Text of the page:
Plumbing provides an apt metaphor for the processes of government: Behind the walls and under the floors of government agencies are a complex system of pipes that customers must navigate. These pipes are rarely short and straight. Rather, over time they have become kinked up, twisted, gummed up messes. Resource shortages and growing demand puts extraordinary pressure on the pipes; pressure felt by workers, executives, elected officials, and taxpayers. And in the extreme cases, pipes burst with catastrophic consequences.

So how do we get more capacity? Go faster. At least 80% faster, which is typically what our clients achieve. How can you do the vital work of your organization 80% faster? Straighten the pipes. A short, straight pipe moves water faster than a long, kinked up pipe. If the water moves faster, more water gets through. The most precious resource in government is your people’s capacity to do good. When the people in system, working together with those affected by the system, come together to create a better system, magic happens.

Our Approach

C!A’s team of experienced consultants will work with your people to radically redesign the way you do business – helping you increase your capacity to do more good. We are a recognized leader in Business Process Redesign (BPR), and typical client results includes serving 40% more customers 70% faster, 80% faster processes, 50% improvement in quality, and significant cost savings.

The C!A approach is first to change staff beliefs, and then to help them apply the tools that can radically improve business processes (the steps and procedures that govern how resources are used to accomplish the work). To do this, it is important to:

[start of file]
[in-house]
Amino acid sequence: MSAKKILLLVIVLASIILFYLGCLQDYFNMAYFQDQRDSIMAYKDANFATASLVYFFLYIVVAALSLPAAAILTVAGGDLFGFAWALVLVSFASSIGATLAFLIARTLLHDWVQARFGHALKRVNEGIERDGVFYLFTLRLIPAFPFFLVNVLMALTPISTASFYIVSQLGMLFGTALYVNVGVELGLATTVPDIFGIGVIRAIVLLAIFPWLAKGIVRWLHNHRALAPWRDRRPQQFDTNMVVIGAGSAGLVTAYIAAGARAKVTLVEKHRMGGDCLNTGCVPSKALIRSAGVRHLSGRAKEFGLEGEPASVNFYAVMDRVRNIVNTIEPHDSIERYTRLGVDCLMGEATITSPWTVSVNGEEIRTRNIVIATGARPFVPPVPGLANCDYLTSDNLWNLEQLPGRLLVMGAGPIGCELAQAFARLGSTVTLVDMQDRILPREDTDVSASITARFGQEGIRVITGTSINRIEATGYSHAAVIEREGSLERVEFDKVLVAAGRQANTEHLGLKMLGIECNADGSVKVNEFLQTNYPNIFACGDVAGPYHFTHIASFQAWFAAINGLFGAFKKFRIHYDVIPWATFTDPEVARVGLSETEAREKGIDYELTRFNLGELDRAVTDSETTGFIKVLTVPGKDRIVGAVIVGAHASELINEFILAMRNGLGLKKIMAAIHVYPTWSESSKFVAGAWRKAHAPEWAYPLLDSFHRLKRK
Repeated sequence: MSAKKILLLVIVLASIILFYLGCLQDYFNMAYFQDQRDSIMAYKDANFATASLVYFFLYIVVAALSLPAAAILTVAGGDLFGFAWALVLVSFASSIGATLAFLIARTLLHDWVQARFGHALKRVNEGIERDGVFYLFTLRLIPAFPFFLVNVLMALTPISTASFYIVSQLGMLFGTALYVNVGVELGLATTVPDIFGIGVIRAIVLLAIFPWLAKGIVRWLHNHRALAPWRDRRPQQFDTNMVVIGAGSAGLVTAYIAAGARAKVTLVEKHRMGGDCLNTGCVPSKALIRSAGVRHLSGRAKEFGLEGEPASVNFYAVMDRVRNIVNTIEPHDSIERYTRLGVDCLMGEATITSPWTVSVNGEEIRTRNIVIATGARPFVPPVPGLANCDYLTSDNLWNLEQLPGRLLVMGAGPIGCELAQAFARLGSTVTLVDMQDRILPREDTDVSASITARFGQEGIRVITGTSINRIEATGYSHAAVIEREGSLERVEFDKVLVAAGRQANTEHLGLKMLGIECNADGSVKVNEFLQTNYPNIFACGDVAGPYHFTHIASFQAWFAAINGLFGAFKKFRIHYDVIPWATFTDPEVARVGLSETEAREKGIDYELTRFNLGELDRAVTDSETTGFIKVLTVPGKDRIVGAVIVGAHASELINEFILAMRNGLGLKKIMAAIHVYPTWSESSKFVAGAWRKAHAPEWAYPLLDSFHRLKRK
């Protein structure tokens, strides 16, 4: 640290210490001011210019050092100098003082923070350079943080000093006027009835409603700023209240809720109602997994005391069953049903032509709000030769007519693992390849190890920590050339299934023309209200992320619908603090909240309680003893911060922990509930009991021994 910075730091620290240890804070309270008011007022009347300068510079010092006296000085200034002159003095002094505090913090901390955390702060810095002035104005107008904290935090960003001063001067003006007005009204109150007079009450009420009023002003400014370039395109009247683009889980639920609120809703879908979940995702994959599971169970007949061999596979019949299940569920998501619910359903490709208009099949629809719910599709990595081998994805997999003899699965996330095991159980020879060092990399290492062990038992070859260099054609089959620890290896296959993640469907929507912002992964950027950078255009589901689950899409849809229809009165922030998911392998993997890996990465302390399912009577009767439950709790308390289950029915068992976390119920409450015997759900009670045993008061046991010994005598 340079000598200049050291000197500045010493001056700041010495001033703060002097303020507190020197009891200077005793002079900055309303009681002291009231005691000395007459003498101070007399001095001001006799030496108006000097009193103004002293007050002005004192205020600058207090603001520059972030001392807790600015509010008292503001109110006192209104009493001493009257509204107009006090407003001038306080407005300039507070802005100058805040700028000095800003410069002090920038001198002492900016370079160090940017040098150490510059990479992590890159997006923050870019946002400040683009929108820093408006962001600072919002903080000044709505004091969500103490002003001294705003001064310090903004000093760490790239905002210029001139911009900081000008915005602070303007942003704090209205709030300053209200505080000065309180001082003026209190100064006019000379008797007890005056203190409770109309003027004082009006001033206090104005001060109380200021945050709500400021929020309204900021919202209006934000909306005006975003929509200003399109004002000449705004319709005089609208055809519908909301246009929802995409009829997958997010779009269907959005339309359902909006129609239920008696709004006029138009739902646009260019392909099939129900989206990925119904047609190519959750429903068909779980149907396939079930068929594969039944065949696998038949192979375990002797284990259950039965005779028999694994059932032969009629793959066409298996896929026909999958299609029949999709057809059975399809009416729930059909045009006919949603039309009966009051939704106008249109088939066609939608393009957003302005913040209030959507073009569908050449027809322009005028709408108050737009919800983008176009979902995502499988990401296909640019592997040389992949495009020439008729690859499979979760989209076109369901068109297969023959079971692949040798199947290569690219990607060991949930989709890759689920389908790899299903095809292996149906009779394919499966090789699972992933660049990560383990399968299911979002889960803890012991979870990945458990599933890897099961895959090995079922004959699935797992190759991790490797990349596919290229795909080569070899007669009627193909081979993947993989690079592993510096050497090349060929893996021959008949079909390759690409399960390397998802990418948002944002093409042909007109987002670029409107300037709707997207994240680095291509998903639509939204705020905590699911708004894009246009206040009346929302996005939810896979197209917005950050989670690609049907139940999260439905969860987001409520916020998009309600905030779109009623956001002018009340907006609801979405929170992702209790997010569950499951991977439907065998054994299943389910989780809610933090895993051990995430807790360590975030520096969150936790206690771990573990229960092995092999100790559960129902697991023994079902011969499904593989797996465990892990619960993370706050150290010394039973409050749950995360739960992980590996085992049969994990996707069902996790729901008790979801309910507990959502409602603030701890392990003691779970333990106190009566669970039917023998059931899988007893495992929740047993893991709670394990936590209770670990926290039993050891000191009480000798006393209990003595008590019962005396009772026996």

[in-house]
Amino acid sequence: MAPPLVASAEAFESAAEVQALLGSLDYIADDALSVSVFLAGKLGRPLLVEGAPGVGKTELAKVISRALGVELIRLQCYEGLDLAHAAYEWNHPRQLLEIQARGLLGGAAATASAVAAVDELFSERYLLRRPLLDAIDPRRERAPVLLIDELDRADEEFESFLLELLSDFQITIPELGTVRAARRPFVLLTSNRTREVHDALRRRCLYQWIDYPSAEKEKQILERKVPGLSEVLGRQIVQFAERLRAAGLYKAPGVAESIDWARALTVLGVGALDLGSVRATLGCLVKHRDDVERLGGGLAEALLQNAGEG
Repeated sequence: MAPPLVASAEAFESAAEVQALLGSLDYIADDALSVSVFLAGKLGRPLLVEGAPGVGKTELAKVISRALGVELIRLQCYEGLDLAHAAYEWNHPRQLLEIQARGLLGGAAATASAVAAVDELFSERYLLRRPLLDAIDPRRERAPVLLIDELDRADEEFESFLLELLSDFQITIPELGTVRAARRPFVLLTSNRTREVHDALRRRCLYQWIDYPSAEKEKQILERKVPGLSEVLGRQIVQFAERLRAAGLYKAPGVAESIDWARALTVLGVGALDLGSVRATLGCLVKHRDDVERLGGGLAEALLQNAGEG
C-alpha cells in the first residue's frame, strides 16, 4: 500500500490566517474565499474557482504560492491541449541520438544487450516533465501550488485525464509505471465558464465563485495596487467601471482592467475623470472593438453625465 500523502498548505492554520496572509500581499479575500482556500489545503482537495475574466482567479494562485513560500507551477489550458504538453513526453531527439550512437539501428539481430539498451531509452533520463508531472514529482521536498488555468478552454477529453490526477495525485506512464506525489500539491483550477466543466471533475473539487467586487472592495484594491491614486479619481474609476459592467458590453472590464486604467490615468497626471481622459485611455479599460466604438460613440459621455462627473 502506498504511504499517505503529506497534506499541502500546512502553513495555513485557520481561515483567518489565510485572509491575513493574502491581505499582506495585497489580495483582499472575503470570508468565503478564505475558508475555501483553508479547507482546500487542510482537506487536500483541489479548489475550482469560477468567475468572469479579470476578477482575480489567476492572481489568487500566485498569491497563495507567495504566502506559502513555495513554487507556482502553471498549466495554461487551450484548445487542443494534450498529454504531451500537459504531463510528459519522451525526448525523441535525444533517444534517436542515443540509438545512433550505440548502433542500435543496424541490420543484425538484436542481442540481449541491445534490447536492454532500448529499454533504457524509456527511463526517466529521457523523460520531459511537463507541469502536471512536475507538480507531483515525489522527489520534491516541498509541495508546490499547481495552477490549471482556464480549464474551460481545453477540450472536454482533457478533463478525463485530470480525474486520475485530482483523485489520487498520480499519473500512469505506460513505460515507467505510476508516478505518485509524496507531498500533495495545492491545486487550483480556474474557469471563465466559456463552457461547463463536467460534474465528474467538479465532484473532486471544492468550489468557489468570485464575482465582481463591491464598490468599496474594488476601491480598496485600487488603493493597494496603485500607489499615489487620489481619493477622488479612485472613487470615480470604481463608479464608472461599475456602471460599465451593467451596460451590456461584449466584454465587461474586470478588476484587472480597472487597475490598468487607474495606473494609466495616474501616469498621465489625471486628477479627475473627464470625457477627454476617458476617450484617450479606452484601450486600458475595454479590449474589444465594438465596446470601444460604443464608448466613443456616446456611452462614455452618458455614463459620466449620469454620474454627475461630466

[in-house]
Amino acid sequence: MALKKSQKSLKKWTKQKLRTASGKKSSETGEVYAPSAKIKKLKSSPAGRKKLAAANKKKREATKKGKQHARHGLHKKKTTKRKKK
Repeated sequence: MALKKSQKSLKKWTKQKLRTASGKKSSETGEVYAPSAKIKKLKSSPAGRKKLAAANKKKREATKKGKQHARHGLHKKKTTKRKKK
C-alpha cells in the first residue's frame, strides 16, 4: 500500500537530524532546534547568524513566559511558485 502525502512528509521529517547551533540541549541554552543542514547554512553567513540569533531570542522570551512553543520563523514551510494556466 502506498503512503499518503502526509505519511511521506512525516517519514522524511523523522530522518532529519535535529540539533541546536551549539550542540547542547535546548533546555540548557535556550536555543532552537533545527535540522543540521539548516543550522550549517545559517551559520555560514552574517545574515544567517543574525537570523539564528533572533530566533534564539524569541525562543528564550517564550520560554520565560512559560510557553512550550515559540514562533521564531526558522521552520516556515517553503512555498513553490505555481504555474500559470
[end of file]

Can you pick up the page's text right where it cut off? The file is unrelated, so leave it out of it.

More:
• Understand which systems are to be improved, allowing us to effectively measure, manage, and improve those systems.
  • Focus on the process first, not the people. We cannot make workers go faster, but we can find ways to reduce or combine steps in a process to speed up overall workflow.
  • Understand that lasting change is created when the people who work in the process play a major role in the development of improvement opportunities. Only through the people who do the work can we fully capture the complexity of an entire process and use their talents to redesign the system. Such an approach helps ensure recommendations are feasible and fit within an organization’s culture.
  • Encourage staff to focus on making customers’ goals their own. This is done by determining what a customer defines as a successful interaction and helping staff understand how that outcome is feasible with a redesigned system and how it can be objectively measured.